Physical Landscape of the Albertine Rift System
The Albertine Graben forms part of the western arm of the Great Rift Valley system in East Africa.
The Rift System is a unique physiographic region, comprising of the rift escarpments, the amorphous block of the Rwenzoris and an extensive Rift Valley or graben that extends in a north-east direction from the districts of Kanungu and Rukungiri at the border with the DRC, to the districts of Moyo and Adjumani at the border with the Sudan. . This Sensitivity Atlas covers an area of the Albertine defined by the boundary of oil exploration blocks which was established by Petroleum Exploration and Production Department (PEPD). The area includes the Rift Valley floor and the largest parts of the escarpment except in some parts of the rift stretch in the northern most and southern most parts of Lake Albert. In this latter area, the boundary of the exploration blocks excludes the rift escarpment.
The Albertine graben has several lakes including lakes Albert, Edward and George. These lakes were formed by intensive rifting in the geological past, which created depressions that were later filled with water. The valley floor also has a number of crater lakes all of which punctuate the generally variate and spectacular landscape of Rift Valley escarpments, the extensive Rift Valley and the towering block of mountains.
The Albertine area is a landscape of great relief contrast, with both the lowest elevation in the country of about 620m above mean sea level and the highest elevation in the country of about 5110m above mean sea level on the Magherita peak in the Rwenzori Mountains. The Rift Valley extends for a total distance of over 500 km with variable widths of 45-80 km (including part of the Democratic Republic of Congo).
Trends in Oil Exploration in the Albertine graben
The petroleum potential of Uganda was first documented by A.J. Wayland in 1925, based on oil seepages he mapped at that time. The first well, Waki-B1, was drilled in the Butiaba area in 1938. The Albertine graben, the area with potential for petroleum accumulation, has since been subdivided into ten Exploration Areas. The Exploration Areas include blocks 1 and 5 located to the north of Lake Albert, blocks 2, 3A, 3B, 3C and 3D on and around Lake Albert, while blocks 4A, 4B and 4C are located around lakes Edward and George in the southern part of the graben. Five out of these ten Exploration Areas are licensed to oil exploration companies for exploration, development and production.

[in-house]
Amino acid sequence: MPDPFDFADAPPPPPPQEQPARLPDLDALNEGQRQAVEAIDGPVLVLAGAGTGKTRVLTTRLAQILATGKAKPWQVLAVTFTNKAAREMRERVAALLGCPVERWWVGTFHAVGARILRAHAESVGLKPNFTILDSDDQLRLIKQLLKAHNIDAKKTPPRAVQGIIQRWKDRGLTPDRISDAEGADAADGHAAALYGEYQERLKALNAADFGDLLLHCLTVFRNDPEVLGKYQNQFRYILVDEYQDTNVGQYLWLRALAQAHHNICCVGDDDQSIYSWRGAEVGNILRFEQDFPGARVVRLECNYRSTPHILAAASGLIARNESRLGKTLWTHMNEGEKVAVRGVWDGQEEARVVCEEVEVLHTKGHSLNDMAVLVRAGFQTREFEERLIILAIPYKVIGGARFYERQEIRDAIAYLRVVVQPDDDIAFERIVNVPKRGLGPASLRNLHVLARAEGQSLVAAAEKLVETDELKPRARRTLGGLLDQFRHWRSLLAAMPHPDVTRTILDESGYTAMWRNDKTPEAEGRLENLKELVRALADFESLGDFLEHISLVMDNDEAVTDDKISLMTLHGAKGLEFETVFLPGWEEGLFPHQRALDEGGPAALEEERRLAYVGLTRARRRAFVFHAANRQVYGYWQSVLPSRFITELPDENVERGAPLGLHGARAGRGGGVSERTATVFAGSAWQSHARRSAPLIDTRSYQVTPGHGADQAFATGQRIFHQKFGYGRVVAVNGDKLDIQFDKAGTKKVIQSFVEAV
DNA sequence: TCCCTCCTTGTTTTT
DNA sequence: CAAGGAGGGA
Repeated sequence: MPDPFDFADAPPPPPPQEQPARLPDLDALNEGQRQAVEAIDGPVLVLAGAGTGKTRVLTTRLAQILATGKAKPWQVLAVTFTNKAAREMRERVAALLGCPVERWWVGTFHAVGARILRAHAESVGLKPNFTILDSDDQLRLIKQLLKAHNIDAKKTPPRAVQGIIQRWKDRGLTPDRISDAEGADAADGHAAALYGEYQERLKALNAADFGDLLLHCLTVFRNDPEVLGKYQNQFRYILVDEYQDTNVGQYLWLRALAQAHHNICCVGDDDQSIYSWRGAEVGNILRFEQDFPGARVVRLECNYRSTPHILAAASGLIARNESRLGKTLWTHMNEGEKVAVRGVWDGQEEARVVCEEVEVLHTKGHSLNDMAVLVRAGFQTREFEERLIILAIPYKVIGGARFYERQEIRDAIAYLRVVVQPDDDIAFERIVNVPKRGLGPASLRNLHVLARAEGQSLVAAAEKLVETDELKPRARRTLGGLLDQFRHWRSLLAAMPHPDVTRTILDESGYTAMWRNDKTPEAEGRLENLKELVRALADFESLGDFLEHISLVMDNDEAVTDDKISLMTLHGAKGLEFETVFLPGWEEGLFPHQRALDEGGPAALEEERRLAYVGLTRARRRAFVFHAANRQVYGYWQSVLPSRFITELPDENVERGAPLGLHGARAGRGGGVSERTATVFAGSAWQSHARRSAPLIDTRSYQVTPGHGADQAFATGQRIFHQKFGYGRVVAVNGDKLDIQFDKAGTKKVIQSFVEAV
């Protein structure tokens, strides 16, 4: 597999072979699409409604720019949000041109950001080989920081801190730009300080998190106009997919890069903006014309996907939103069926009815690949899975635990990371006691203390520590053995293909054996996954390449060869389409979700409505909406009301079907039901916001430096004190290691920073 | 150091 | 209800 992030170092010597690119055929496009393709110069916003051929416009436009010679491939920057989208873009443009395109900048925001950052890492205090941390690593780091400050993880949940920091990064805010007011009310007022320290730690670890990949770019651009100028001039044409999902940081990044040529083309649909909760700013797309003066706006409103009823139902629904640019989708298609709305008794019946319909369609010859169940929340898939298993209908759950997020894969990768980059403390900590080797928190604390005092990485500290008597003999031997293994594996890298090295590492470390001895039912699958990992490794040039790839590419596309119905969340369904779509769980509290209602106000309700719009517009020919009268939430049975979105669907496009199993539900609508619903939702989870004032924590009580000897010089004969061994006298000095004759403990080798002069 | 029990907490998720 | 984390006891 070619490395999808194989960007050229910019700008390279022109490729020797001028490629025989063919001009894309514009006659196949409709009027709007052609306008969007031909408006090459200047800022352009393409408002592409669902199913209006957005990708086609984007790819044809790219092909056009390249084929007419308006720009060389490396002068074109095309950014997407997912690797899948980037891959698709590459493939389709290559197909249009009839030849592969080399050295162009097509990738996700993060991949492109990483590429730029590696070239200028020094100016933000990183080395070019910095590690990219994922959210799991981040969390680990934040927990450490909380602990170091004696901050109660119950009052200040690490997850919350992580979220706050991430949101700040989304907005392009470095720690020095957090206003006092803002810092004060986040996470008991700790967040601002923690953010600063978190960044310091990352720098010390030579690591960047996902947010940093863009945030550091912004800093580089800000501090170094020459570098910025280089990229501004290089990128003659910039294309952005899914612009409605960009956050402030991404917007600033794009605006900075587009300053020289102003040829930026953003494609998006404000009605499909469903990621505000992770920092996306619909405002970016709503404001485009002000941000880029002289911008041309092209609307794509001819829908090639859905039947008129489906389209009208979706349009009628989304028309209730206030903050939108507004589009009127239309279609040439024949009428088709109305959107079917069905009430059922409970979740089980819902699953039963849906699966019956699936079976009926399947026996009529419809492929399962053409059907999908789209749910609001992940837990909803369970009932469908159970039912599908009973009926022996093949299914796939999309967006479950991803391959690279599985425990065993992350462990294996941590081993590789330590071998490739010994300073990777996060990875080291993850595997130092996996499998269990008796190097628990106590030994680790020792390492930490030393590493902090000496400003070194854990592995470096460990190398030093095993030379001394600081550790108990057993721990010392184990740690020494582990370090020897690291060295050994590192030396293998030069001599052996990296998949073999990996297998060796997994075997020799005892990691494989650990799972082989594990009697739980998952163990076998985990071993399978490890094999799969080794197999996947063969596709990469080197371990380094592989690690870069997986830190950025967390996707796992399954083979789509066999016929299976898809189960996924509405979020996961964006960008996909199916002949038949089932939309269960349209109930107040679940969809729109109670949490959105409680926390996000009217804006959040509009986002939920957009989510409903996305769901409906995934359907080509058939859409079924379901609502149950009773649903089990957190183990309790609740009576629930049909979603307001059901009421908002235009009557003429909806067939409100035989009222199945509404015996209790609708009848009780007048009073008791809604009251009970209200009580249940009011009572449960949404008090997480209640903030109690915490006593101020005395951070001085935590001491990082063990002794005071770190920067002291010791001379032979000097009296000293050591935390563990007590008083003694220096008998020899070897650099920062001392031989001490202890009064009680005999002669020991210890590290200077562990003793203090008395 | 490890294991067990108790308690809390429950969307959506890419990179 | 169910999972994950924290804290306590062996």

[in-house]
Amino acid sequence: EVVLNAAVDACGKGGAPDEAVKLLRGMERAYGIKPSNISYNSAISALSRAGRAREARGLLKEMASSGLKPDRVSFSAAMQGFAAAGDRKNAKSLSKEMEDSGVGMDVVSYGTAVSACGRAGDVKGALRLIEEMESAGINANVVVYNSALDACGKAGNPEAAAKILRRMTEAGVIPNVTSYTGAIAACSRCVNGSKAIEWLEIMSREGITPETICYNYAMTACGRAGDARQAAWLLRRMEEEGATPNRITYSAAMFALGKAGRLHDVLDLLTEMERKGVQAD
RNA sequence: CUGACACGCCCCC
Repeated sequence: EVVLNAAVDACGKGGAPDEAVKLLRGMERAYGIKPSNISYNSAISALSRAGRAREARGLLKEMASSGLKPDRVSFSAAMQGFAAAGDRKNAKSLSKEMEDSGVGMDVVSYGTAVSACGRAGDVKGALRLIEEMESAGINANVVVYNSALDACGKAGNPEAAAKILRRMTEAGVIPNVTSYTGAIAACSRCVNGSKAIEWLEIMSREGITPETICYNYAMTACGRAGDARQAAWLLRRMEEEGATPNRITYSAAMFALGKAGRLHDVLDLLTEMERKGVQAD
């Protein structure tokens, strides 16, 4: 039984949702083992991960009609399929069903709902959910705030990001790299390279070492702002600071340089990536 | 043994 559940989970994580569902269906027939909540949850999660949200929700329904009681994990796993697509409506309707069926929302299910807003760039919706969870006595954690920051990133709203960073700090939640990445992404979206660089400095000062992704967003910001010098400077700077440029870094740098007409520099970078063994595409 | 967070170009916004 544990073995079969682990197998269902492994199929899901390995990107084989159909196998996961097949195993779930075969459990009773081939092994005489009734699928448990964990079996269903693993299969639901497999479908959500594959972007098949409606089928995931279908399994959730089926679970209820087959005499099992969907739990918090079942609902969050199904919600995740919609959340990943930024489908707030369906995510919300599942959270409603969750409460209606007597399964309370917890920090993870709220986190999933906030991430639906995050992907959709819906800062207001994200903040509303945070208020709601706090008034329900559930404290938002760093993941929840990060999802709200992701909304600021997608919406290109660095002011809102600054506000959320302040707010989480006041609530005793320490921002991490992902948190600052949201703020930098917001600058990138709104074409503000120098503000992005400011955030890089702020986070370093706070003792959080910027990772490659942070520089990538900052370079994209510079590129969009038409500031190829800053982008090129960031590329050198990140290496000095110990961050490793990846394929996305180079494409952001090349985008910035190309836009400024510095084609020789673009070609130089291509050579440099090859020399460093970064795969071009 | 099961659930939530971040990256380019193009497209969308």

The map below shows the exploration areas:
Map 3 Source: Petroleum Exploration Production Department, August, 2009
Whereas the first phase of the Sensitivity Atlas focused on areas on and around Lake Albert where oil exploration and production activities were well advanced, this second phase covers other areas to where the activities have now been extended. Specifically, the second phase of the sensitivity mapping exercise will focus on updating the information provided in the first edition of the Sensitivity Atlas that was produced in 2009. It will also assess and map environmental sensitivities in the additional exploration areas including blocks 3B, 3C, 3D, 4A 4B and 4C.
Oil exploration and production activities so far indicate that the oil potential in this area is promising. For example, out of the 34 oil and gas wells that have been drilled, only 2 have been found without oil. Furthermore, the productivity prospects in the area are reasonably high; for instance the buffalo prospect alone can produce 400 million barrels of oil with an estimated revenue 15 times the Uganda’s current expenditure. The estimated reserves in the Albertine graben as a whole are about 2 billion barrels. The size of the reserves is enough to sustain production for 20 years.
The significant scale of oil discoveries as well as government policy on energy suggests the need for the construction of a fully fledged oil refinery, preferably within the exploration area. The preferred location of the refinery implies the need for construction of pipelines to transport crude and processed oil between the production wells, the refinery and later to the market outlets. The idea of a fully fledged refinery replaced earlier plans to construct an Early Production Scheme (EPS). The refinery is now deemed appropriate in view of the large size of oil reserves and large regional oil market. A consultant has, therefore, been hired to study the feasibility of the refinery. Some of the key issues in the study include the type, size, location and funding options of the refinery. The feasibility study will also include a preliminary environmental assessment of the potential environmental and social impacts of the proposed refinery. Furthermore, plans to commercialize gas production at Nzizi through use of the gas for power generation project are in final stages.
An Exploration site at Butiaba Runga village, Kapapi parish, Hoima District.
Source: Petroleum Exploration and Production Department (PEPD)